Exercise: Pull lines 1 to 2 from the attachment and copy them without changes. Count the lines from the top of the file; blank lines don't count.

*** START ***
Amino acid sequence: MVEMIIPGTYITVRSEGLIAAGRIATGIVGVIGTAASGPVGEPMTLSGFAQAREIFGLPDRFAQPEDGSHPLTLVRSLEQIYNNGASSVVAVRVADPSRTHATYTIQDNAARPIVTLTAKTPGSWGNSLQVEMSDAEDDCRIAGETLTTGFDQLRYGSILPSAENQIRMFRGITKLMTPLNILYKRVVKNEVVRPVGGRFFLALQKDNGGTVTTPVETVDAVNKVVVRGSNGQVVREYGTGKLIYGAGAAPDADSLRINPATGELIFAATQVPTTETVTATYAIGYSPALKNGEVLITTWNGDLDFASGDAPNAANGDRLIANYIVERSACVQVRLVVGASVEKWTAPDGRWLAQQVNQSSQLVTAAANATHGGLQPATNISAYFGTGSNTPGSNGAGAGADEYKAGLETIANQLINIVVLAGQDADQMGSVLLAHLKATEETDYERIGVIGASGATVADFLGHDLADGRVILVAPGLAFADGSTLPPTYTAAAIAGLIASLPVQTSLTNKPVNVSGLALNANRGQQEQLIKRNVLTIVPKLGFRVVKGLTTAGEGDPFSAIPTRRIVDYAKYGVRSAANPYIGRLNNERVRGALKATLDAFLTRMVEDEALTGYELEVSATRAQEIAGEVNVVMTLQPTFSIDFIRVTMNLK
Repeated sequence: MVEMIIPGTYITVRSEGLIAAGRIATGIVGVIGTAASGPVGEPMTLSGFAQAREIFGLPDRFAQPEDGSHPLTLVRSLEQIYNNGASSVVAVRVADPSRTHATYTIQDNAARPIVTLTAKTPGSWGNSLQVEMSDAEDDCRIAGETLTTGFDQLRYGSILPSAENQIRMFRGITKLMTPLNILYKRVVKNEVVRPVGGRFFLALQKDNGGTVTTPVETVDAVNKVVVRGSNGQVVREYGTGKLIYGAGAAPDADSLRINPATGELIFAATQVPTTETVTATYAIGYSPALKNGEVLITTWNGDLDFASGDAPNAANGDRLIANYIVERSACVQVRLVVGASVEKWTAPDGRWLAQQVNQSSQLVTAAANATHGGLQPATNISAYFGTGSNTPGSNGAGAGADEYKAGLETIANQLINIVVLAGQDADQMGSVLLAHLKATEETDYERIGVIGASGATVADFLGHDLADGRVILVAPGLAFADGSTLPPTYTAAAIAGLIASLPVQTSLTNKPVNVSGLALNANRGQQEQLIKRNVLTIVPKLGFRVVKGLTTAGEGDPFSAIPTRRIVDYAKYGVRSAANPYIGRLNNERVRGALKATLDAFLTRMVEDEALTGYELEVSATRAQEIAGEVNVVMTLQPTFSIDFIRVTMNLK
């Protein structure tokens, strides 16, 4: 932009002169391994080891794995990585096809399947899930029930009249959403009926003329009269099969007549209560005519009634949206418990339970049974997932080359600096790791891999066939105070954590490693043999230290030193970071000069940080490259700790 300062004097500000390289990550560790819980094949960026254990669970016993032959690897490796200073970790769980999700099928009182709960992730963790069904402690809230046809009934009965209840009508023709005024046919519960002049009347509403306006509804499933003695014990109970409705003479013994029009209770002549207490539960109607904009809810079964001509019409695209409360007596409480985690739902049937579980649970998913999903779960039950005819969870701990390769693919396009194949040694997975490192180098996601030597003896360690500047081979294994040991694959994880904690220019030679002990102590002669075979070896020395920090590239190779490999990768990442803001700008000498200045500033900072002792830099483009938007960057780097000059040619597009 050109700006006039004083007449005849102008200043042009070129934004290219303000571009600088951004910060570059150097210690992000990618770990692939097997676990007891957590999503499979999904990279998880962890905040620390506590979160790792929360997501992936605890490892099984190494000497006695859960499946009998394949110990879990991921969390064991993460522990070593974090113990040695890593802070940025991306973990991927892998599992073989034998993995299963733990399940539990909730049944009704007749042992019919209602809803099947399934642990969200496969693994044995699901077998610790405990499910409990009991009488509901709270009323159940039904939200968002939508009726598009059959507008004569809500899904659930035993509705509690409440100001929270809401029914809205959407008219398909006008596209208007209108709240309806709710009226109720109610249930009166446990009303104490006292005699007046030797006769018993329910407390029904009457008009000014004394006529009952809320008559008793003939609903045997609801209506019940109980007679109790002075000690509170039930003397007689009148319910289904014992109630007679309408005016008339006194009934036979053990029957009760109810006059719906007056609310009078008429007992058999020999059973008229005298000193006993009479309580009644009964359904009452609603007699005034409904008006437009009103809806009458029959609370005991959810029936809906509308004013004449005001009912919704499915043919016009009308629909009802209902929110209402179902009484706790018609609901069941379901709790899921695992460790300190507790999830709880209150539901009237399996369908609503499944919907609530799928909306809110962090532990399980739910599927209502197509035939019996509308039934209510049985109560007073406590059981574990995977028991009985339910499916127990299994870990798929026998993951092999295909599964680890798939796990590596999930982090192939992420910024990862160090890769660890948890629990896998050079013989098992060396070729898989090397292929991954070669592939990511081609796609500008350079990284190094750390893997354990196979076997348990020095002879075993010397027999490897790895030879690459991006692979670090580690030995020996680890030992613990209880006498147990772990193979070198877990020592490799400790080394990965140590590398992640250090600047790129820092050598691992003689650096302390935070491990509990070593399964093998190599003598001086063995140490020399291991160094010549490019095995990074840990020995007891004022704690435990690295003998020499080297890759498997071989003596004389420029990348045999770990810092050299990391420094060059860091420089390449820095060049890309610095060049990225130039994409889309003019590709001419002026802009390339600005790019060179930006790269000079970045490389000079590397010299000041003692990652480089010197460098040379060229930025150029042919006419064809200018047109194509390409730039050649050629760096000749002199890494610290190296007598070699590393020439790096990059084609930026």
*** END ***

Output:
Amino acid sequence: MVEMIIPGTYITVRSEGLIAAGRIATGIVGVIGTAASGPVGEPMTLSGFAQAREIFGLPDRFAQPEDGSHPLTLVRSLEQIYNNGASSVVAVRVADPSRTHATYTIQDNAARPIVTLTAKTPGSWGNSLQVEMSDAEDDCRIAGETLTTGFDQLRYGSILPSAENQIRMFRGITKLMTPLNILYKRVVKNEVVRPVGGRFFLALQKDNGGTVTTPVETVDAVNKVVVRGSNGQVVREYGTGKLIYGAGAAPDADSLRINPATGELIFAATQVPTTETVTATYAIGYSPALKNGEVLITTWNGDLDFASGDAPNAANGDRLIANYIVERSACVQVRLVVGASVEKWTAPDGRWLAQQVNQSSQLVTAAANATHGGLQPATNISAYFGTGSNTPGSNGAGAGADEYKAGLETIANQLINIVVLAGQDADQMGSVLLAHLKATEETDYERIGVIGASGATVADFLGHDLADGRVILVAPGLAFADGSTLPPTYTAAAIAGLIASLPVQTSLTNKPVNVSGLALNANRGQQEQLIKRNVLTIVPKLGFRVVKGLTTAGEGDPFSAIPTRRIVDYAKYGVRSAANPYIGRLNNERVRGALKATLDAFLTRMVEDEALTGYELEVSATRAQEIAGEVNVVMTLQPTFSIDFIRVTMNLK
Repeated sequence: MVEMIIPGTYITVRSEGLIAAGRIATGIVGVIGTAASGPVGEPMTLSGFAQAREIFGLPDRFAQPEDGSHPLTLVRSLEQIYNNGASSVVAVRVADPSRTHATYTIQDNAARPIVTLTAKTPGSWGNSLQVEMSDAEDDCRIAGETLTTGFDQLRYGSILPSAENQIRMFRGITKLMTPLNILYKRVVKNEVVRPVGGRFFLALQKDNGGTVTTPVETVDAVNKVVVRGSNGQVVREYGTGKLIYGAGAAPDADSLRINPATGELIFAATQVPTTETVTATYAIGYSPALKNGEVLITTWNGDLDFASGDAPNAANGDRLIANYIVERSACVQVRLVVGASVEKWTAPDGRWLAQQVNQSSQLVTAAANATHGGLQPATNISAYFGTGSNTPGSNGAGAGADEYKAGLETIANQLINIVVLAGQDADQMGSVLLAHLKATEETDYERIGVIGASGATVADFLGHDLADGRVILVAPGLAFADGSTLPPTYTAAAIAGLIASLPVQTSLTNKPVNVSGLALNANRGQQEQLIKRNVLTIVPKLGFRVVKGLTTAGEGDPFSAIPTRRIVDYAKYGVRSAANPYIGRLNNERVRGALKATLDAFLTRMVEDEALTGYELEVSATRAQEIAGEVNVVMTLQPTFSIDFIRVTMNLK